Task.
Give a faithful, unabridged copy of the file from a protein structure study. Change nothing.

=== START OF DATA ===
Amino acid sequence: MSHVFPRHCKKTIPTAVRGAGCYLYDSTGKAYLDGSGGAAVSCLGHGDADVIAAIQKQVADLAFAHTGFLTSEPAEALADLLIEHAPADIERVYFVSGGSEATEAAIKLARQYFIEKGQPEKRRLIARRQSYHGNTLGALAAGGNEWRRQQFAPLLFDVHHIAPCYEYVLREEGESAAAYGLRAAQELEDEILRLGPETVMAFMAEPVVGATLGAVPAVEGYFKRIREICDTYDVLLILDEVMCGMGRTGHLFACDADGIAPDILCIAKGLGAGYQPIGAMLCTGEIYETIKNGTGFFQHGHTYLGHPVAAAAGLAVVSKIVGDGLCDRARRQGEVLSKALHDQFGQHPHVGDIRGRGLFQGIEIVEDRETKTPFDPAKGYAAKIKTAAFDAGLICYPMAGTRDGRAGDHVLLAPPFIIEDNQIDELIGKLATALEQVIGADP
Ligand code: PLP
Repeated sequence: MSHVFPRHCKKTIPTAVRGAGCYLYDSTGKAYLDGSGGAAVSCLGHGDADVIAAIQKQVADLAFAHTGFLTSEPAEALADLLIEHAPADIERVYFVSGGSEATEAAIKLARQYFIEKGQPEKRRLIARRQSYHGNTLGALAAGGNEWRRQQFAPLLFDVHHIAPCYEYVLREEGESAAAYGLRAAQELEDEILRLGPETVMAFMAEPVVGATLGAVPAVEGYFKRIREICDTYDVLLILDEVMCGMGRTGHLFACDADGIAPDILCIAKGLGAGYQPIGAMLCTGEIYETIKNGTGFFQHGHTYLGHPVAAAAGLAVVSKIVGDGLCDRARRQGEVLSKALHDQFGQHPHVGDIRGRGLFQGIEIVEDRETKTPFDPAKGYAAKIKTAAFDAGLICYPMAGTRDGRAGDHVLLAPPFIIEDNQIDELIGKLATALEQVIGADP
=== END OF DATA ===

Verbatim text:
Amino acid sequence: MSHVFPRHCKKTIPTAVRGAGCYLYDSTGKAYLDGSGGAAVSCLGHGDADVIAAIQKQVADLAFAHTGFLTSEPAEALADLLIEHAPADIERVYFVSGGSEATEAAIKLARQYFIEKGQPEKRRLIARRQSYHGNTLGALAAGGNEWRRQQFAPLLFDVHHIAPCYEYVLREEGESAAAYGLRAAQELEDEILRLGPETVMAFMAEPVVGATLGAVPAVEGYFKRIREICDTYDVLLILDEVMCGMGRTGHLFACDADGIAPDILCIAKGLGAGYQPIGAMLCTGEIYETIKNGTGFFQHGHTYLGHPVAAAAGLAVVSKIVGDGLCDRARRQGEVLSKALHDQFGQHPHVGDIRGRGLFQGIEIVEDRETKTPFDPAKGYAAKIKTAAFDAGLICYPMAGTRDGRAGDHVLLAPPFIIEDNQIDELIGKLATALEQVIGADP
Ligand code: PLP
Repeated sequence: MSHVFPRHCKKTIPTAVRGAGCYLYDSTGKAYLDGSGGAAVSCLGHGDADVIAAIQKQVADLAFAHTGFLTSEPAEALADLLIEHAPADIERVYFVSGGSEATEAAIKLARQYFIEKGQPEKRRLIARRQSYHGNTLGALAAGGNEWRRQQFAPLLFDVHHIAPCYEYVLREEGESAAAYGLRAAQELEDEILRLGPETVMAFMAEPVVGATLGAVPAVEGYFKRIREICDTYDVLLILDEVMCGMGRTGHLFACDADGIAPDILCIAKGLGAGYQPIGAMLCTGEIYETIKNGTGFFQHGHTYLGHPVAAAAGLAVVSKIVGDGLCDRARRQGEVLSKALHDQFGQHPHVGDIRGRGLFQGIEIVEDRETKTPFDPAKGYAAKIKTAAFDAGLICYPMAGTRDGRAGDHVLLAPPFIIEDNQIDELIGKLATALEQVIGADP